As best shown in Fig. 3, the drilling mechanism Y includes `a small drill rod 23 carrying a chopping bit 24 on its lower end. This rod and bit, which may be called the pilot drill, are formed with an unobstructed axial passage which is open at the lower face of the bit and extends continuously through a string of such rods. A fluid operated hammer 25 is supported on a pair of vertical guides 26 and operatively connected to the upper end of this pilot drill. Communicating with the axial passage in the drill rod 23 at an elevation below the hammer 25 is a iitting 2? which is connected to and supplied with air from the branch 2| of the air supply conduit.
The pilot drill rod 23 extends coaxially within a drill pipe 28 carrying a chopping bit 28a on its lower end and the upper end section of the pipe 28 has a threaded connection with a hollow member 29 communicating at its upper end with a cross head iitting 30. This iitting is formed with a passage communicating with a flexible discharge conduit 3l and the latter, when samples of ore are being taken, is arranged to deliver air and cuttings to a sample receptacle v32. This receptable is closed at the top and has a side outlet opening connected by a conduit 33 to discharge air and any ground water that may be entrained with the air to a settling basin 34.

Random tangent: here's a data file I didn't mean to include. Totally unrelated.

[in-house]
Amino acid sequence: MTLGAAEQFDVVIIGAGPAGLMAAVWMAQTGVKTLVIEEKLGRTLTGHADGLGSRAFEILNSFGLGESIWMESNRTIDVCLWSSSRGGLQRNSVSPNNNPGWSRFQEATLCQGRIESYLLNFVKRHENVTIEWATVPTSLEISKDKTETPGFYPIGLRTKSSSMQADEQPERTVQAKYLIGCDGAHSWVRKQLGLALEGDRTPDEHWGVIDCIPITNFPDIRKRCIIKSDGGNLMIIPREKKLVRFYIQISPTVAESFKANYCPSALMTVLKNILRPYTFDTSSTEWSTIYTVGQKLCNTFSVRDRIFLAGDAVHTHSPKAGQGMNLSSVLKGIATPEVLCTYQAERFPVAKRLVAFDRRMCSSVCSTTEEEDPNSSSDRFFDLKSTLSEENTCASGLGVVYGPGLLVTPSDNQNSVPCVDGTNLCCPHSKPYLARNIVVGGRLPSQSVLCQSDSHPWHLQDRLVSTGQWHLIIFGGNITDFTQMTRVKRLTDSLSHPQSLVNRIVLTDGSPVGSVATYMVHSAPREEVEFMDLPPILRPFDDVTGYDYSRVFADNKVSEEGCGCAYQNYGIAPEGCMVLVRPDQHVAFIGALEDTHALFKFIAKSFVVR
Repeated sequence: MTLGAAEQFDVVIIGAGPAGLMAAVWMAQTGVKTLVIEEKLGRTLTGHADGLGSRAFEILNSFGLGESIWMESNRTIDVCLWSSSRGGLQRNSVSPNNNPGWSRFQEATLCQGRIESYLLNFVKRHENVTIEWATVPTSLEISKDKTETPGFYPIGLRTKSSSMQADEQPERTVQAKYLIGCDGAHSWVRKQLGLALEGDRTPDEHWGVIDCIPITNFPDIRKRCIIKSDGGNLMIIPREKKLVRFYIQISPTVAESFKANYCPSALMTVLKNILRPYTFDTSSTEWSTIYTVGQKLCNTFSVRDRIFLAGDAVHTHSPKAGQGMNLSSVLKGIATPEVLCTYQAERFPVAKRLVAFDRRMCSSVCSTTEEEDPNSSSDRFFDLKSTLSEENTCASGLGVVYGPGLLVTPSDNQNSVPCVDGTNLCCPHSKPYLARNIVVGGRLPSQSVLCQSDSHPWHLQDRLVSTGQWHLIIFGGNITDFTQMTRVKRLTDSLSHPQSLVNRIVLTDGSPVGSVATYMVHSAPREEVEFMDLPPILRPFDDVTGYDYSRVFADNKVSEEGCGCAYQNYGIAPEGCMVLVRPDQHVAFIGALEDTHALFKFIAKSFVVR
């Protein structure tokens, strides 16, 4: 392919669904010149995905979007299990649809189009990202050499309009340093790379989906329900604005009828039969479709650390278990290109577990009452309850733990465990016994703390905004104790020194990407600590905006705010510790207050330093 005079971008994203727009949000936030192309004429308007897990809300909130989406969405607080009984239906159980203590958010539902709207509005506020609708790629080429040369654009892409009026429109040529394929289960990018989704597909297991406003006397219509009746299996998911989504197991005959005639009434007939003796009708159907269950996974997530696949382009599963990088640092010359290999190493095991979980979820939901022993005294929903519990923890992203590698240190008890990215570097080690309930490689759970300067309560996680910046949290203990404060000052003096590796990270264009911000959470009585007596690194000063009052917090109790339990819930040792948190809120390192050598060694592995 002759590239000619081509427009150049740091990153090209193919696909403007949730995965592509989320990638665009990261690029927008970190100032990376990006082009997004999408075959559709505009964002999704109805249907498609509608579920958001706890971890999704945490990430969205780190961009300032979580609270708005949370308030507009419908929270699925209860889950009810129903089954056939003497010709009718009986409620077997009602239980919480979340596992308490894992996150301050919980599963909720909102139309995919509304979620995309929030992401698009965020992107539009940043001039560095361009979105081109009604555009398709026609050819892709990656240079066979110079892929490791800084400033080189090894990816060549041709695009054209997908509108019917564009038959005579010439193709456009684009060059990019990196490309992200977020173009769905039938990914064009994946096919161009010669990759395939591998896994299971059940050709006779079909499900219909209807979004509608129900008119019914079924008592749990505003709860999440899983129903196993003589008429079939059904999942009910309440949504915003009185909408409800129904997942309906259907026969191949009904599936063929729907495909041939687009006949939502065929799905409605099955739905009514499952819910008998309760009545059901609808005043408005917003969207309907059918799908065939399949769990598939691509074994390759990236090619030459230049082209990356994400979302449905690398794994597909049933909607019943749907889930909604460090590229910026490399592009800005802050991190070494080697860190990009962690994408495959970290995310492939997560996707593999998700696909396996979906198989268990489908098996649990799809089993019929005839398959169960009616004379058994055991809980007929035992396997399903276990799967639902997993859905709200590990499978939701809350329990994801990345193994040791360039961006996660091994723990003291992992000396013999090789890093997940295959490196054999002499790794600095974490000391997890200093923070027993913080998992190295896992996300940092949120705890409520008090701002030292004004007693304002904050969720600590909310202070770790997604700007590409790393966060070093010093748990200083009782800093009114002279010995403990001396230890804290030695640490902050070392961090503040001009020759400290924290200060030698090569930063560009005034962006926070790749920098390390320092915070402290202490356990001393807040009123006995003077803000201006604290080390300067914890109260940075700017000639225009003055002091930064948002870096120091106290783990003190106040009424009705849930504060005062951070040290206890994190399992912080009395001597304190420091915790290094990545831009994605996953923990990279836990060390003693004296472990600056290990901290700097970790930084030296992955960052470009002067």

A drill pipe hammer 35 of common type is formed with a central bearing in which the drill pipe member 29 is slidable and is provided with a bridle 36 (Fig. 4) for detachably connecting the hammer to the rope l2. Striking collars 3l are formed respectively on the member 29 below the hammer 35 and on the fitting Si) above the hammer for transmitting the impact of the hammer to the drill pipe 28. A packing gland 38 is operative to seal the connection between the drill rod 23 and fitting 3G when the drill rod is in place and a threaded cap 38a may be substituted for the packing nut when the pilot drill is not in place, as when this drill is not required to expedite the sinking of the drill pipe 2S and casing.